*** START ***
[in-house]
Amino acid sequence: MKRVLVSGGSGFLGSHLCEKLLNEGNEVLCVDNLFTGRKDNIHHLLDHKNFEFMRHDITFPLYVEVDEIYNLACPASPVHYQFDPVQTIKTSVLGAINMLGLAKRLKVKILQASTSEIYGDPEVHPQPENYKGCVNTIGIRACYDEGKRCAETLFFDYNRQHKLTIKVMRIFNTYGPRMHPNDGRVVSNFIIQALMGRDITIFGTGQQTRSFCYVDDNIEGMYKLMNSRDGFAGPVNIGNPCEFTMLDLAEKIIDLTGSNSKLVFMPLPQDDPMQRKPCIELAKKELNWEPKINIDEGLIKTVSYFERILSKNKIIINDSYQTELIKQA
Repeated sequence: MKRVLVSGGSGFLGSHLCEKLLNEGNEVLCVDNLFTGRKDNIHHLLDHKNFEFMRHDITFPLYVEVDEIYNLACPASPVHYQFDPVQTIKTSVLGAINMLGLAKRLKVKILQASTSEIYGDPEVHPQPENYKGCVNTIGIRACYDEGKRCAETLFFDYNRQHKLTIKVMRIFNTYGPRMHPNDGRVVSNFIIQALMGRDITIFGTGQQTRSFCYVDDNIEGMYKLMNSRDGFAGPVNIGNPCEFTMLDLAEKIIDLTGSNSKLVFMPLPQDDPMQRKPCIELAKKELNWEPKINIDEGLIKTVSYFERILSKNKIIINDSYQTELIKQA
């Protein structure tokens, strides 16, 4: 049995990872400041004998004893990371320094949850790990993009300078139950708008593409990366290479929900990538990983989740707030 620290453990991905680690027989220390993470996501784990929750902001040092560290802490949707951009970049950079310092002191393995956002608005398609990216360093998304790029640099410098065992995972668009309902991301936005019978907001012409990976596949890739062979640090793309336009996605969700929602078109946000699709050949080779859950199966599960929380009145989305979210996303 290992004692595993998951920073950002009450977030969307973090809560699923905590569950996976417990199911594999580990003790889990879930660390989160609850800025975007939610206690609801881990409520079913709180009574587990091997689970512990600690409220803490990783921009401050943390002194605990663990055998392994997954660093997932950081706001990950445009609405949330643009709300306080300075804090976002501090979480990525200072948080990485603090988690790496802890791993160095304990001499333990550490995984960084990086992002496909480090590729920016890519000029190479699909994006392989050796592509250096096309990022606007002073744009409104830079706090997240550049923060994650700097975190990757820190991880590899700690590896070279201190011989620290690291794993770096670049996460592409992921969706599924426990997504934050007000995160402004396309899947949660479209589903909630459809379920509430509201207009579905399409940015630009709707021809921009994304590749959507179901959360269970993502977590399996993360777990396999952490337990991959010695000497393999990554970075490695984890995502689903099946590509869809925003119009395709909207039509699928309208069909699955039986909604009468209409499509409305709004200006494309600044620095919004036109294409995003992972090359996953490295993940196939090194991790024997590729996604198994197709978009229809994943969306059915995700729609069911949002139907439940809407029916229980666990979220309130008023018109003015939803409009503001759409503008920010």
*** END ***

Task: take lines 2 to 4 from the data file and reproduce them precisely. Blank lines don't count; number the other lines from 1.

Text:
Amino acid sequence: MKRVLVSGGSGFLGSHLCEKLLNEGNEVLCVDNLFTGRKDNIHHLLDHKNFEFMRHDITFPLYVEVDEIYNLACPASPVHYQFDPVQTIKTSVLGAINMLGLAKRLKVKILQASTSEIYGDPEVHPQPENYKGCVNTIGIRACYDEGKRCAETLFFDYNRQHKLTIKVMRIFNTYGPRMHPNDGRVVSNFIIQALMGRDITIFGTGQQTRSFCYVDDNIEGMYKLMNSRDGFAGPVNIGNPCEFTMLDLAEKIIDLTGSNSKLVFMPLPQDDPMQRKPCIELAKKELNWEPKINIDEGLIKTVSYFERILSKNKIIINDSYQTELIKQA
Repeated sequence: MKRVLVSGGSGFLGSHLCEKLLNEGNEVLCVDNLFTGRKDNIHHLLDHKNFEFMRHDITFPLYVEVDEIYNLACPASPVHYQFDPVQTIKTSVLGAINMLGLAKRLKVKILQASTSEIYGDPEVHPQPENYKGCVNTIGIRACYDEGKRCAETLFFDYNRQHKLTIKVMRIFNTYGPRMHPNDGRVVSNFIIQALMGRDITIFGTGQQTRSFCYVDDNIEGMYKLMNSRDGFAGPVNIGNPCEFTMLDLAEKIIDLTGSNSKLVFMPLPQDDPMQRKPCIELAKKELNWEPKINIDEGLIKTVSYFERILSKNKIIINDSYQTELIKQA
């Protein structure tokens, strides 16, 4: 049995990872400041004998004893990371320094949850790990993009300078139950708008593409990366290479929900990538990983989740707030 620290453990991905680690027989220390993470996501784990929750902001040092560290802490949707951009970049950079310092002191393995956002608005398609990216360093998304790029640099410098065992995972668009309902991301936005019978907001012409990976596949890739062979640090793309336009996605969700929602078109946000699709050949080779859950199966599960929380009145989305979210996303 290992004692595993998951920073950002009450977030969307973090809560699923905590569950996976417990199911594999580990003790889990879930660390989160609850800025975007939610206690609801881990409520079913709180009574587990091997689970512990600690409220803490990783921009401050943390002194605990663990055998392994997954660093997932950081706001990950445009609405949330643009709300306080300075804090976002501090979480990525200072948080990485603090988690790496802890791993160095304990001499333990550490995984960084990086992002496909480090590729920016890519000029190479699909994006392989050796592509250096096309990022606007002073744009409104830079706090997240550049923060994650700097975190990757820190991880590899700690590896070279201190011989620290690291794993770096670049996460592409992921969706599924426990997504934050007000995160402004396309899947949660479209589903909630459809379920509430509201207009579905399409940015630009709707021809921009994304590749959507179901959360269970993502977590399996993360777990396999952490337990991959010695000497393999990554970075490695984890995502689903099946590509869809925003119009395709909207039509699928309208069909699955039986909604009468209409499509409305709004200006494309600044620095919004036109294409995003992972090359996953490295993940196939090194991790024997590729996604198994197709978009229809994943969306059915995700729609069911949002139907439940809407029916229980666990979220309130008023018109003015939803409009503001759409503008920010």